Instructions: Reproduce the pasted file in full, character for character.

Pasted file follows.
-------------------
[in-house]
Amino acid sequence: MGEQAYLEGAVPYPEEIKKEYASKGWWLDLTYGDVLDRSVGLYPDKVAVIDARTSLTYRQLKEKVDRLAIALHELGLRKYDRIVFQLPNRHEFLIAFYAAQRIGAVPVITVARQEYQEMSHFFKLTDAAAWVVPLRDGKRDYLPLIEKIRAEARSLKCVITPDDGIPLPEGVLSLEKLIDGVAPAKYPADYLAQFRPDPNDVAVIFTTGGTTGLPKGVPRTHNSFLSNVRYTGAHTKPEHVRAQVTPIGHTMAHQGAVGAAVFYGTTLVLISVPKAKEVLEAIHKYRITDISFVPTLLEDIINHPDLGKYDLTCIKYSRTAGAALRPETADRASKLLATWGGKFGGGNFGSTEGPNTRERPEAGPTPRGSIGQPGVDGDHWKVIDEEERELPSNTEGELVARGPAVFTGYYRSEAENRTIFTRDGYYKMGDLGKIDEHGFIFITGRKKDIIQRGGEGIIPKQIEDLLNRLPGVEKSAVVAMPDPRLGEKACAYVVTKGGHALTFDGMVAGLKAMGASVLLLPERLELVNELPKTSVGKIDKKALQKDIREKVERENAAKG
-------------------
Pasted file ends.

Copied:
[in-house]
Amino acid sequence: MGEQAYLEGAVPYPEEIKKEYASKGWWLDLTYGDVLDRSVGLYPDKVAVIDARTSLTYRQLKEKVDRLAIALHELGLRKYDRIVFQLPNRHEFLIAFYAAQRIGAVPVITVARQEYQEMSHFFKLTDAAAWVVPLRDGKRDYLPLIEKIRAEARSLKCVITPDDGIPLPEGVLSLEKLIDGVAPAKYPADYLAQFRPDPNDVAVIFTTGGTTGLPKGVPRTHNSFLSNVRYTGAHTKPEHVRAQVTPIGHTMAHQGAVGAAVFYGTTLVLISVPKAKEVLEAIHKYRITDISFVPTLLEDIINHPDLGKYDLTCIKYSRTAGAALRPETADRASKLLATWGGKFGGGNFGSTEGPNTRERPEAGPTPRGSIGQPGVDGDHWKVIDEEERELPSNTEGELVARGPAVFTGYYRSEAENRTIFTRDGYYKMGDLGKIDEHGFIFITGRKKDIIQRGGEGIIPKQIEDLLNRLPGVEKSAVVAMPDPRLGEKACAYVVTKGGHALTFDGMVAGLKAMGASVLLLPERLELVNELPKTSVGKIDKKALQKDIREKVERENAAKG